Ecuador Chocolate (Cocoa)


Ecuador - Home To Some of the World's Best Chocolate

Chocolate in EcuadorThe Dutch van Houten family made a name for itself in the chocolate world through father and son inventions. In 1828, the company received a patent for its hydraulic cacao press that was capable of exerting so much force it could squeeze the fat out the beans after roasting them. This inexpensive device allowed the beans to be ground into a powder that could be mixed with other ingredients, that eventually included powdered and then whole milk. Son, Conrad, made another discovery that moved the cause of solid chocolate forward. By adding alkaline salts to the cocoa powder, a process that came to be known as “Dutching,” chocolate could be made to taste milder and become darker in color, a process that is still widely used in chocolate-making today. By reducing the acidity of the chocolate, Dutching reduces the beneficial flavonol compounds in the beans, but back in the 19th century, chocolate lovers were thinking about flavor, not anti-oxidants.

Many of the most widely known chocolate bar manufacturers date back to the 1800s. After over half a century in the business, the Cadbury Company introduced the first dairy milk chocolate bar, a 1904 innovation that took the western world by storm. When names such as Nestle and Hershey entered the business, the race for the world’s sweet tooth was on. Ecuador was one of the major beneficiaries of the chocolate bar craze, becoming a worldwide exporter of cacao beans.

All who travel to Ecuador will be able to sample premiere chocolate in what remains today one of the world’s top cacao-producing nations. Visitors whose Ecuador tours take them to Guayaquil on their way to a Galapagos Islands cruise will be on the edge of the country’s most important cacao growing region that lies north of the city, and those on Ecuador Amazon tours will be able to see cacao trees growing in the wild. If you are considering travel to Ecuador, see the many trips we offer to visit the Galapagos Islands, the Pacific coast, the remote Ecuador Amazon and hiking and craft markets tours in the Ecuador Andes.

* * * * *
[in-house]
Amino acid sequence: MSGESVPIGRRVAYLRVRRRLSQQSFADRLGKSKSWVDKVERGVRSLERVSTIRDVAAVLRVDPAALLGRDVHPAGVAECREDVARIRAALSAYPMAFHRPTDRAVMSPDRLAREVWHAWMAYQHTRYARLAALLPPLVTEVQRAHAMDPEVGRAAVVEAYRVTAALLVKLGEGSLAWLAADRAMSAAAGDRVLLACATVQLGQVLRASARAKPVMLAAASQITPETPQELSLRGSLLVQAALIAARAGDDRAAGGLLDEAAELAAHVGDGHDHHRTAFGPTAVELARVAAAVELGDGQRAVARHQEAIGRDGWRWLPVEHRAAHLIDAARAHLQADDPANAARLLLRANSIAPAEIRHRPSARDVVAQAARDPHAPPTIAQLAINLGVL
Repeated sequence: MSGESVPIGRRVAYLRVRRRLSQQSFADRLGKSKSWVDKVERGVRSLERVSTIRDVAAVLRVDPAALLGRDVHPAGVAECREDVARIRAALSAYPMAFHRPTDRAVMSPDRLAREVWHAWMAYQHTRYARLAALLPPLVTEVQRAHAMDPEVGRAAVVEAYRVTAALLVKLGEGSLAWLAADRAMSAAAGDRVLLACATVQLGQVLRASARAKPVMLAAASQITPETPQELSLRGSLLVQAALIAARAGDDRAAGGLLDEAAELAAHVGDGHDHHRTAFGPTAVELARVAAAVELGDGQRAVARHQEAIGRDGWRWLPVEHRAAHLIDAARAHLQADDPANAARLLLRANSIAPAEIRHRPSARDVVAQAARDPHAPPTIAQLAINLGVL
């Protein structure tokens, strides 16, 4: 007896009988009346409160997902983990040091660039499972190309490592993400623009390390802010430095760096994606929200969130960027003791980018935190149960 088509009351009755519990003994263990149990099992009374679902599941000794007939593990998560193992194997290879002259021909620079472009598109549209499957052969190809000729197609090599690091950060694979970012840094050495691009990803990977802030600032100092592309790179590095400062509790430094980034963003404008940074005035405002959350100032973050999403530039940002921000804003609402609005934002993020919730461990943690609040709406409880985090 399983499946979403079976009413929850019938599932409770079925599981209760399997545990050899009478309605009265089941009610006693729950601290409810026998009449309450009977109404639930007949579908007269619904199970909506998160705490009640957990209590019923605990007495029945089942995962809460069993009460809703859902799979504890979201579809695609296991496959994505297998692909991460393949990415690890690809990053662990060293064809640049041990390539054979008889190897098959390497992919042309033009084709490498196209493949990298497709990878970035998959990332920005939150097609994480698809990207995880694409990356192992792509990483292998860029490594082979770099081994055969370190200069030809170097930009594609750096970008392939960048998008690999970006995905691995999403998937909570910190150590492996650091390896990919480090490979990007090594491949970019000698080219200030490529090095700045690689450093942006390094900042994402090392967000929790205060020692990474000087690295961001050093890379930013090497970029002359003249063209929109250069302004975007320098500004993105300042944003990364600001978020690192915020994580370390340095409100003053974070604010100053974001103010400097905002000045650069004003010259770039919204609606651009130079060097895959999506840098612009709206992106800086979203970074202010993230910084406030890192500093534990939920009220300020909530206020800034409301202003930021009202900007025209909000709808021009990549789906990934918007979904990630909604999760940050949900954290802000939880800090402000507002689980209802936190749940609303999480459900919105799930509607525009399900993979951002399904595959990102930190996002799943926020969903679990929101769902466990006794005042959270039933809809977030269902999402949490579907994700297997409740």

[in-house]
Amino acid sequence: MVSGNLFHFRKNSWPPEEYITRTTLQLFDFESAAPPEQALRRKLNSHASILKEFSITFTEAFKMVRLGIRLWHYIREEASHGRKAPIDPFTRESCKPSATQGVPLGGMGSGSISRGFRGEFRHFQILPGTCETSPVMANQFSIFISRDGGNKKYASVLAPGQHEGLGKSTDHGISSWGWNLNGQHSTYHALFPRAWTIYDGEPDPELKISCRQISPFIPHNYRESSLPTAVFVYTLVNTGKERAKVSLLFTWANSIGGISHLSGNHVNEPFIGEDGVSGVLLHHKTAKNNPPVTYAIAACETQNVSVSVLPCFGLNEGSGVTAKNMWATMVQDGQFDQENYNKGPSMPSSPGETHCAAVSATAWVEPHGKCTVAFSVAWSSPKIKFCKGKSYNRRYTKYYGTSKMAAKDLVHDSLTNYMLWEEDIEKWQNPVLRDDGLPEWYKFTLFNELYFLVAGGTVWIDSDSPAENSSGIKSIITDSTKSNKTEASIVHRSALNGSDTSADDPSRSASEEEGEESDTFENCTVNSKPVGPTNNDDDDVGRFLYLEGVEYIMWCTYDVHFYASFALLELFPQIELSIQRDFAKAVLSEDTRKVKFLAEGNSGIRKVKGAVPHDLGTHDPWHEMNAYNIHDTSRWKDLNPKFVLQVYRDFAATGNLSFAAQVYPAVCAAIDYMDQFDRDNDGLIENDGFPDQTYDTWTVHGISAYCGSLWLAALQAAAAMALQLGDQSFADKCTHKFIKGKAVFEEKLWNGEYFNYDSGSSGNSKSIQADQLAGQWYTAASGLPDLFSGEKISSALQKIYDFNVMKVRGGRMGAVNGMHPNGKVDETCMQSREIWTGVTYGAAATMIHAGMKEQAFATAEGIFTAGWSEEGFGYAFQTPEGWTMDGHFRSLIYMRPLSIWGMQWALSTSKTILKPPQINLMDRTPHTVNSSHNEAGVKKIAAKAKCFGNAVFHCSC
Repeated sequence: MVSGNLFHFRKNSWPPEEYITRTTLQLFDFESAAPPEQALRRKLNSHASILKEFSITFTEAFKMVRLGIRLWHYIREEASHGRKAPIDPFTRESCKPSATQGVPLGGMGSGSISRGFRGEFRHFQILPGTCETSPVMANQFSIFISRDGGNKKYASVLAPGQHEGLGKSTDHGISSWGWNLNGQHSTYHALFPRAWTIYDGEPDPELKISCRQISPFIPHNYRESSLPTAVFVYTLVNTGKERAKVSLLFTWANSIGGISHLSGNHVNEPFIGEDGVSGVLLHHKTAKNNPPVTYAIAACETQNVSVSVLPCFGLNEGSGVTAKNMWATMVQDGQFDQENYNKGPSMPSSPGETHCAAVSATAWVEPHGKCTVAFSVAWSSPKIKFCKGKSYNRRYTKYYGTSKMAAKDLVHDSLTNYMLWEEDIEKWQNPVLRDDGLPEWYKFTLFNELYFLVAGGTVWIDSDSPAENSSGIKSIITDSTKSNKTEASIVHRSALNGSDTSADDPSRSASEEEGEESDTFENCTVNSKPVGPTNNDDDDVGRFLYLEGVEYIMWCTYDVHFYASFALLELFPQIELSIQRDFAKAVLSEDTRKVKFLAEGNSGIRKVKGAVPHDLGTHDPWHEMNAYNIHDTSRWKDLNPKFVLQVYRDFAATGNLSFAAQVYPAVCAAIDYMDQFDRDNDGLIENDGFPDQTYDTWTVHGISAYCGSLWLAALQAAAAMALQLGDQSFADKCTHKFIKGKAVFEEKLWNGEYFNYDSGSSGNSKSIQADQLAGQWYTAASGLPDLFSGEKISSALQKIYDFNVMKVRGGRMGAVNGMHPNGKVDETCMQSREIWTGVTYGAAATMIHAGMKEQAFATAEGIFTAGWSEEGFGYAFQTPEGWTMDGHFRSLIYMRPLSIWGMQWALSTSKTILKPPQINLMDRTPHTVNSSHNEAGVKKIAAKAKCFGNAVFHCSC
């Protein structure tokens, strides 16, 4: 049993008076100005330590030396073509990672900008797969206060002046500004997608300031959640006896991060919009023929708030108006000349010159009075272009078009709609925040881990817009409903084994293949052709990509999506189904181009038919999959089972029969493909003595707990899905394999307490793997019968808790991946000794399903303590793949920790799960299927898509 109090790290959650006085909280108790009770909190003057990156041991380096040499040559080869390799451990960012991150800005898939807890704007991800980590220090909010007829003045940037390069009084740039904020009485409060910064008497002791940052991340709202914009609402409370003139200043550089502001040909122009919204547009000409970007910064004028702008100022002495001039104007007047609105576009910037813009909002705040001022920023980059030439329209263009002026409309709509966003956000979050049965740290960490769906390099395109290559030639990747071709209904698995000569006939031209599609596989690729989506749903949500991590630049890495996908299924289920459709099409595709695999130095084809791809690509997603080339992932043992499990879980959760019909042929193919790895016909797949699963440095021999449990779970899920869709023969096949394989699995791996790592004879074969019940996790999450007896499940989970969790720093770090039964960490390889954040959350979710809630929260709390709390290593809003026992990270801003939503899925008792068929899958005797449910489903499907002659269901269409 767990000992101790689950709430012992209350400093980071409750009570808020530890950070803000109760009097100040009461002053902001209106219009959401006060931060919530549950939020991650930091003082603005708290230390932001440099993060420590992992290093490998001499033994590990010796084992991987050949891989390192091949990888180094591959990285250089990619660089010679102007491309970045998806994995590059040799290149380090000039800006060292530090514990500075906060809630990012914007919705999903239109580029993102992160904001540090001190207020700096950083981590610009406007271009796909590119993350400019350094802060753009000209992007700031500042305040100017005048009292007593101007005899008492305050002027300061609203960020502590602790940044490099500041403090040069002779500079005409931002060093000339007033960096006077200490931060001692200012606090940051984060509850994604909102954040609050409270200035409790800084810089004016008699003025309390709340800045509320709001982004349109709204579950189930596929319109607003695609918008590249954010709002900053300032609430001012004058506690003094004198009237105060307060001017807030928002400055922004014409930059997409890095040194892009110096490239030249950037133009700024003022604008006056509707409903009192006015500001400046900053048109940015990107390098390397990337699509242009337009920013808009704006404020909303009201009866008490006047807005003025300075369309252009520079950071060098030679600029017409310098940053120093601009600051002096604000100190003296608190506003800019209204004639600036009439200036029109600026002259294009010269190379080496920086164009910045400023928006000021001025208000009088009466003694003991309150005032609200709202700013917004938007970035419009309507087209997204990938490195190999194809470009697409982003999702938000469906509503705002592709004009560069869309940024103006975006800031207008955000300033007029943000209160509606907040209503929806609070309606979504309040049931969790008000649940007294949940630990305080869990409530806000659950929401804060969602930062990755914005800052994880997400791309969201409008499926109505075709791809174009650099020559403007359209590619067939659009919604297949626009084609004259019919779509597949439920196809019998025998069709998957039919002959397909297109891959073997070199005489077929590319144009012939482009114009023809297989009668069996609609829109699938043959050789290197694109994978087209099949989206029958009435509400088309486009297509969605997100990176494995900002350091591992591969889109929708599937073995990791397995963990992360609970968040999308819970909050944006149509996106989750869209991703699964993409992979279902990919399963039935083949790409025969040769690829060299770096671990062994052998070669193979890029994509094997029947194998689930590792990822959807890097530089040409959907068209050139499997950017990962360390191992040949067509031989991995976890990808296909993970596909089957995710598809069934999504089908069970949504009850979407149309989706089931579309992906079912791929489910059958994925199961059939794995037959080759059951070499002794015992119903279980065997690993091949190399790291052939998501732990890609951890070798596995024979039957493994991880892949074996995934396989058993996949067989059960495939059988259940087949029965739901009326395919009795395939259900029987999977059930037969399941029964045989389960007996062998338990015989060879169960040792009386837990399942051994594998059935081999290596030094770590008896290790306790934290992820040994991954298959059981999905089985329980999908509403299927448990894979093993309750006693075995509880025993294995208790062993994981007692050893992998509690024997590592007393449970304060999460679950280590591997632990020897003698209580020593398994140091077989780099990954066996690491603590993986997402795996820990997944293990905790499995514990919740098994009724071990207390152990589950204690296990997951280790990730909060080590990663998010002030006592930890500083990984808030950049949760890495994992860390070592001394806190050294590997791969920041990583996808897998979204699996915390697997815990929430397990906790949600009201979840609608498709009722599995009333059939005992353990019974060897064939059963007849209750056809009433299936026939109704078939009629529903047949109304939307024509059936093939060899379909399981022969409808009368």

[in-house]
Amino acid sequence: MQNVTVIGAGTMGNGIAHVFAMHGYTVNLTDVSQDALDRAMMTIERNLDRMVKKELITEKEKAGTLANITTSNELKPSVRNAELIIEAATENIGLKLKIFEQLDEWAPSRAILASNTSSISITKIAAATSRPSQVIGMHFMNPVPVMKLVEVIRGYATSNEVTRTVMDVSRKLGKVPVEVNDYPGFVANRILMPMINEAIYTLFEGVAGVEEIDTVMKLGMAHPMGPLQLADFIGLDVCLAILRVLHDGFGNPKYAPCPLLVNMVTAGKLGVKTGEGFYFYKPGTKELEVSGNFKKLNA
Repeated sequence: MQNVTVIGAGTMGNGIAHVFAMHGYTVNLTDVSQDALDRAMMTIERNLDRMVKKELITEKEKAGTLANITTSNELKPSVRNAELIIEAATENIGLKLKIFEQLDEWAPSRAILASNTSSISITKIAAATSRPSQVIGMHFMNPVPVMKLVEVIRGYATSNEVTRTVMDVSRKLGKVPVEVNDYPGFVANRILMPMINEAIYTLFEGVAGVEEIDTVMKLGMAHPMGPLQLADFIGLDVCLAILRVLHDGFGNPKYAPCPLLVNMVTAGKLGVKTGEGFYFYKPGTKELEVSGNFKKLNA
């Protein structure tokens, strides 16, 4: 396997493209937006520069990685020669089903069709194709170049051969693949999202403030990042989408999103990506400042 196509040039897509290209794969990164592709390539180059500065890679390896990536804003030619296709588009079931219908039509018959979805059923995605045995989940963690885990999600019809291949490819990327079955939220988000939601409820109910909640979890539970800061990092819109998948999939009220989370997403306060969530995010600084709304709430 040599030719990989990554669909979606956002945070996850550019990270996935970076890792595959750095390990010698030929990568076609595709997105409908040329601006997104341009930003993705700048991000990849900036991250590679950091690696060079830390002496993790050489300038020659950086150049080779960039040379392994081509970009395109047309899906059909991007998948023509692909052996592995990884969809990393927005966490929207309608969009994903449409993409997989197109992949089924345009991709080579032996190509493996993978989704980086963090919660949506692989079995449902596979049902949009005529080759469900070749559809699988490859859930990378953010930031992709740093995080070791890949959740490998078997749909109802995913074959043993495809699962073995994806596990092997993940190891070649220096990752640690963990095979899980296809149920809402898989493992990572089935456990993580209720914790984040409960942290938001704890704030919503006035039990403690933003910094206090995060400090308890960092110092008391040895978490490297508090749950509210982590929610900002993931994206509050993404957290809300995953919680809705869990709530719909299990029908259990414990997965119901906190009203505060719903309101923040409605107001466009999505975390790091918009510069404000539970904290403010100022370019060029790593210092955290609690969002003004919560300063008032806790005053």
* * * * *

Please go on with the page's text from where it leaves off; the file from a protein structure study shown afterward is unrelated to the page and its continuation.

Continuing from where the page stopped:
Keeping Cocoa Sustainable in Ecuador

Concern is growing that the desire for more predictable and profitable yields will result in the destruction of habitat and the degradation of the quality of Ecuador’s cacao in the long run. To address the problem, environmental organizations are working with government and industry to promote sustainable practices that will provide farmers the incentive to continue growing shade-grown native varieties instead of turning to hybrids.

The World Cocoa Foundation, a member-based organization comprised of the world’s major chocolate producers, partners with governments to promote sustainability. Some of the major chocolate companies such as Cadbury undertake their own efforts to help the cacao-producing countries improve the lives of cacao growers and implement benign cacao disease-control programs. Scientists are experimenting with the concept of establishing cacao plantations as buffer zones around forests, for the mutual benefit of the plantation and the habitat. The cacao sustainability movement has opened up new eco-tourism destinations to show visitors on Ecuador tours how cacao is grown and processed.

To prevent the destruction of the Amazon Rainforest, environmental organizations help the farmers to make cacao harvesting more profitable. The Rainforest Alliance and the Quito-based environmental organization, Conservacion y Desarrallo (CyD), have brought the farmers the necessary expertise to help implement sustainable practices that also increase their yield. It has organized the farmers into cooperatives so that they can sell their beans collectively without middlemen and share the costs of processing facilities.

Without the means to purchase mechanical dryers, many farmers are forced to sell their beans before drying them at a lower price than farmers who sell them dried. CyD supported the development of an inexpensive solar-powered dryer to enable the farmers to dry beans even in inclement weather conditions. As a result of this and other modifications in agricultural practices, yield and prices have increased. The organization has replicated its programs throughout Ecuador’s cacao growing regions.

Visitors who travel to Ecuador with Southern Explorations may choose from among several different Ecuador tours to the Amazon. Three of these Ecuador tours visit the environs of Yasuni National Park where cacao grows, the four to five-day Napo Wildlife Center or La Selva Jungle Lodge trip and the eight-day Amazon Kayaking Adventure.